Browsing Tag

Rene Denfeld

Books I Will Read Again, Guest Posts

Books I Will Read Again: The Child Finder by Rene Denfeld

September 5, 2017
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Hi, Angela here. Because of the amount and variety of books I read, I get asked all the time for book recommendations. I love talking about books and thought it would be nice to make book recommendations a more regular part of the site, hence “Books I Will Read Again.” When I finish a book, I do one of three things with it: donate it to a local book drive, pass it along to a friend, or keep it on my bookshelf to reference and read again. This space will be filled by books I keep. I hope you like this new feature, and I hope you like Rene’s book.

The Child Finder is out today, buy it here, or at your favorite independent bookseller. 

By Angela M Giles

I met Rene Denfeld in early 2015. She had an essay about suicide published on the site and I reached out to her to thank her for addressing a subject that is close to me. We exchanged a few emails and established a connection. Then I read The Enchanted and became a fangirl. Then I learned more details about her social justice work and I was in awe. Rene is a force, on paper and in the world, and when I was offered the opportunity to read The Child Finder, I didn’t hesitate. Continue Reading…

Grief, Guest Posts, healing, loss

The Other Side of Loss.

January 21, 2015

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By Rene Denfeld

I come from a family of suicides.

My older brother killed himself by eating pain pills and then putting a plastic bag over his head—just in case. My mother followed a few years later, willing herself out of this world. Cousins, siblings, nephews: dead. Even those who survive often bear the marks or memories of trying.

When someone you love kills himself or herself—and when it happens over and over again, as in my family—suicide becomes as ordinary as crossing the street. It becomes your hand on a glass of milk. It becomes you opening the mail, you going for a walk: see that bridge? See that truck? It becomes the freeway ramp you recall your brother made his first attempt to kill himself, driving the wrong way, desperate for collision. It becomes the plate of food you look at and see your mother, denying herself until she literally starved to death, a gasping skeleton clutching your hand in a bed, so devoid of fluids she could not cry.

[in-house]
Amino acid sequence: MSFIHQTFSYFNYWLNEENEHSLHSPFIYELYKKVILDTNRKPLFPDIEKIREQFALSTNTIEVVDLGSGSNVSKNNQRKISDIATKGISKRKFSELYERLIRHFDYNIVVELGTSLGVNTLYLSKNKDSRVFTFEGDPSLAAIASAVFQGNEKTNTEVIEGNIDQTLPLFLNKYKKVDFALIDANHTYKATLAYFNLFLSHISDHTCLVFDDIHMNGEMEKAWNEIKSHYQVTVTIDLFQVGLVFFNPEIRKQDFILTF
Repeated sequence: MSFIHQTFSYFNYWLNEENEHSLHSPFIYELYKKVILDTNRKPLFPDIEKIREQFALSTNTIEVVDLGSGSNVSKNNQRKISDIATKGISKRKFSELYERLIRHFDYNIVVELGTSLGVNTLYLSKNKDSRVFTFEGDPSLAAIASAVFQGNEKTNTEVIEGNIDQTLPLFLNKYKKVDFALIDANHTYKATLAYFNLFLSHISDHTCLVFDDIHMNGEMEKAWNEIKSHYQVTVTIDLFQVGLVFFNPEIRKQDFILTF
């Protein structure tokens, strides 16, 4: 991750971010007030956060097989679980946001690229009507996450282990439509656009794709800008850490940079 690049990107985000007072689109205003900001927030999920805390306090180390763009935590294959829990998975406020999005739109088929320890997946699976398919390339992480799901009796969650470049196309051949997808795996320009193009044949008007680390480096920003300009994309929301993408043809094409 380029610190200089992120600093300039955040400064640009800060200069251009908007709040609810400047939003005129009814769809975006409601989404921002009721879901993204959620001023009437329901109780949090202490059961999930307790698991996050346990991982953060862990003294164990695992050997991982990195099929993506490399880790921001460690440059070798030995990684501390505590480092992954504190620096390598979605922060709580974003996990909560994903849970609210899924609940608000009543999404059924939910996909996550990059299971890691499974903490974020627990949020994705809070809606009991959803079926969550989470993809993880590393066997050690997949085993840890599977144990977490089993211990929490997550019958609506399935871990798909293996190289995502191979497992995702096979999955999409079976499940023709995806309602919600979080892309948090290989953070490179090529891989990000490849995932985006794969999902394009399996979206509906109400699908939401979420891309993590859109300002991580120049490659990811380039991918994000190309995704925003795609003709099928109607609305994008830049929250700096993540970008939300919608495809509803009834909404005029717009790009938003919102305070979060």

When the people you love kill themselves, it becomes a common thing, a normal thing, and an everyday you-could-do-it-too thing. It haunts you. It asks, why not you? What gives you the right to survive? Continue Reading…

Converse-Station, Guest Posts, Interview, writing

The Converse-Station: Elissa Wald Interviews Author Rene Denfeld.

December 9, 2014

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Welcome to The Converse-Station: A dialogue between writers. With the site getting so much traffic (my Facebook page is reaching over 18 million people) I can think of no better way to utilize that traffic than to introduce the readers to writers I love. The dialogues created within this series have stayed with me long after I’ve read them on the page. Enjoy. xo Jen Pastiloff

The Convere-Station: Elissa Wald Interviews Author Rene Denfeld.

He talks about the confused mess inside of him. He says everyone thinks sociopaths are super-smart criminals, but he is just a messed-up guy who doesn’t know why he does what he does. Except there is like a switch in him, and when the switch flips on, he cannot stop.

“If it made sense, I would tell you,” he says. “When you kill people, it is supposed to make sense. But it doesn’t. It never does.”

The lady nods. She understands.

With each secret he tells her, her eyes get darker and more satisfied. York can see from the precious slot of window that the rain clouds have lifted and the sky itself is dark. He has been speaking forever; he has told her secrets he has been afraid to tell anyone, secrets he suspects she knew all the time.

The look in her eyes is of a person who drank from the end of a gun barrel and found it delicious. Her eyes are filled with a strange sort of wondrous sadness, as if marveling at all the beauty and pain in the world. Continue Reading…

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